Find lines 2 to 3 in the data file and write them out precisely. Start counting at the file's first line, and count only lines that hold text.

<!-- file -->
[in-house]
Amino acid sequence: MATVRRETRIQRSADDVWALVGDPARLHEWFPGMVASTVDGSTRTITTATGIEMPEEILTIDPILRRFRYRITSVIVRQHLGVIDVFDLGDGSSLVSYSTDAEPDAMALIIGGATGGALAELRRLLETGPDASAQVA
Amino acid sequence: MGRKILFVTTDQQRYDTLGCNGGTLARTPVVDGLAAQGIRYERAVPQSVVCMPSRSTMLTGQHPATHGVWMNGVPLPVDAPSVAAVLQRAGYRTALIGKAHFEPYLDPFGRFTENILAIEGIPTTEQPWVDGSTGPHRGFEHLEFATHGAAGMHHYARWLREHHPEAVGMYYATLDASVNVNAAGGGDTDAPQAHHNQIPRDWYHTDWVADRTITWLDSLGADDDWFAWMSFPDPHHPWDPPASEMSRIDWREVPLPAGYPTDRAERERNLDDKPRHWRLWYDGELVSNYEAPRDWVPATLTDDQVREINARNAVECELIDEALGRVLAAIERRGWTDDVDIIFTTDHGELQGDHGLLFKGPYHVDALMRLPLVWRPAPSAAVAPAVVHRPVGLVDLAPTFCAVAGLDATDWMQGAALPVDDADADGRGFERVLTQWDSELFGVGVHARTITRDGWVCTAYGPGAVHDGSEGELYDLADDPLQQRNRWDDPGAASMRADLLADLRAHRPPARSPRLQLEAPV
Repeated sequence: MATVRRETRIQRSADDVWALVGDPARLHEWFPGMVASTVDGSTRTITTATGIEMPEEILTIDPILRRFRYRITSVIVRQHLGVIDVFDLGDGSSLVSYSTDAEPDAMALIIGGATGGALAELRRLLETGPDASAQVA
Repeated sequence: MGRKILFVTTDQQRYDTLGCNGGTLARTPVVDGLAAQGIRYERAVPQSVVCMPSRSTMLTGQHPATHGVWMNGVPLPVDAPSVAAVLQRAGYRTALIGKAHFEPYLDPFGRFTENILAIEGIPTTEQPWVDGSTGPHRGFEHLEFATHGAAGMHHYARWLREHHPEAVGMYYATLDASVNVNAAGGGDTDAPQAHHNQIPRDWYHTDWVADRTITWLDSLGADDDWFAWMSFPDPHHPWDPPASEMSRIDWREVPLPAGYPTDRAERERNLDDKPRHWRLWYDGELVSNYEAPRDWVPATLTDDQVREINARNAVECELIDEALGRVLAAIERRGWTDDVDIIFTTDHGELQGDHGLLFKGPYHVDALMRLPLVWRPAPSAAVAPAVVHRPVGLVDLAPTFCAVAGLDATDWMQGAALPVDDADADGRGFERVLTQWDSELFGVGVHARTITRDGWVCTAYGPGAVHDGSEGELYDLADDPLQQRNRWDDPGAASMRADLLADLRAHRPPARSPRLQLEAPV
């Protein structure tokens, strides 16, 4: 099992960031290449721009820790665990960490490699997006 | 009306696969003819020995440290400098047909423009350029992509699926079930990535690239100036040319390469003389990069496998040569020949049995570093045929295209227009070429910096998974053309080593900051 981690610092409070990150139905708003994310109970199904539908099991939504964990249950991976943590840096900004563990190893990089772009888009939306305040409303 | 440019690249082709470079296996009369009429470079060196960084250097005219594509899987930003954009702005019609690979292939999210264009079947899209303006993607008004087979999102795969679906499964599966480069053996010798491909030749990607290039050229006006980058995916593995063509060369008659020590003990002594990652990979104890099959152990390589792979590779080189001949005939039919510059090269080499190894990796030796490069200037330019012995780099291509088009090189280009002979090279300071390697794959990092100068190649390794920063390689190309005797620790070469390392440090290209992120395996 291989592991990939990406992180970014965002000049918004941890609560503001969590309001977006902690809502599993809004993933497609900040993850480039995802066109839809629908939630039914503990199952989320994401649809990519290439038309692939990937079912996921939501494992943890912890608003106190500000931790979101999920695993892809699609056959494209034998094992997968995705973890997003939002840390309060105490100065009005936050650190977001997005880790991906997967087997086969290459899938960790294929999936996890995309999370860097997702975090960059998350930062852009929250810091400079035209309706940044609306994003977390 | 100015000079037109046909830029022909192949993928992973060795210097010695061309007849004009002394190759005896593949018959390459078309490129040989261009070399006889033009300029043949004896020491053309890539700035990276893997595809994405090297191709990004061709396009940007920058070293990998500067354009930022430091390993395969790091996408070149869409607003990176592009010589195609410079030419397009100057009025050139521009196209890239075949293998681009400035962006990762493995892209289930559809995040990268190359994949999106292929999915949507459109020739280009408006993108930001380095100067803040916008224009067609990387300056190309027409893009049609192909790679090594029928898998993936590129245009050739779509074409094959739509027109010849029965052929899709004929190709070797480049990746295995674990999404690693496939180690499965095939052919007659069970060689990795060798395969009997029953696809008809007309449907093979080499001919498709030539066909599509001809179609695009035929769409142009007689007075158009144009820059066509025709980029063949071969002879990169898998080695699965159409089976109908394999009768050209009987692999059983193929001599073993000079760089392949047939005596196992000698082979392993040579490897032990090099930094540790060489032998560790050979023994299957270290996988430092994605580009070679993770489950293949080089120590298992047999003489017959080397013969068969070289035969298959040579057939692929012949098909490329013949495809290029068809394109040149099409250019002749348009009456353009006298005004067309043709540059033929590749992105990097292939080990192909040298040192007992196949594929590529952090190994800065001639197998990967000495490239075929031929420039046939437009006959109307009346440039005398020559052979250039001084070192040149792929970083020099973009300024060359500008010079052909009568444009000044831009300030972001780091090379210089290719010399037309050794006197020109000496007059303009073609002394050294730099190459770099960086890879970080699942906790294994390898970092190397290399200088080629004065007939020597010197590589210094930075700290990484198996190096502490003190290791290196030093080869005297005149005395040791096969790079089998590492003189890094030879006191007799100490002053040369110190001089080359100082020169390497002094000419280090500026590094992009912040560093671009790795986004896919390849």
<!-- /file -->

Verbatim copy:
Amino acid sequence: MATVRRETRIQRSADDVWALVGDPARLHEWFPGMVASTVDGSTRTITTATGIEMPEEILTIDPILRRFRYRITSVIVRQHLGVIDVFDLGDGSSLVSYSTDAEPDAMALIIGGATGGALAELRRLLETGPDASAQVA
Amino acid sequence: MGRKILFVTTDQQRYDTLGCNGGTLARTPVVDGLAAQGIRYERAVPQSVVCMPSRSTMLTGQHPATHGVWMNGVPLPVDAPSVAAVLQRAGYRTALIGKAHFEPYLDPFGRFTENILAIEGIPTTEQPWVDGSTGPHRGFEHLEFATHGAAGMHHYARWLREHHPEAVGMYYATLDASVNVNAAGGGDTDAPQAHHNQIPRDWYHTDWVADRTITWLDSLGADDDWFAWMSFPDPHHPWDPPASEMSRIDWREVPLPAGYPTDRAERERNLDDKPRHWRLWYDGELVSNYEAPRDWVPATLTDDQVREINARNAVECELIDEALGRVLAAIERRGWTDDVDIIFTTDHGELQGDHGLLFKGPYHVDALMRLPLVWRPAPSAAVAPAVVHRPVGLVDLAPTFCAVAGLDATDWMQGAALPVDDADADGRGFERVLTQWDSELFGVGVHARTITRDGWVCTAYGPGAVHDGSEGELYDLADDPLQQRNRWDDPGAASMRADLLADLRAHRPPARSPRLQLEAPV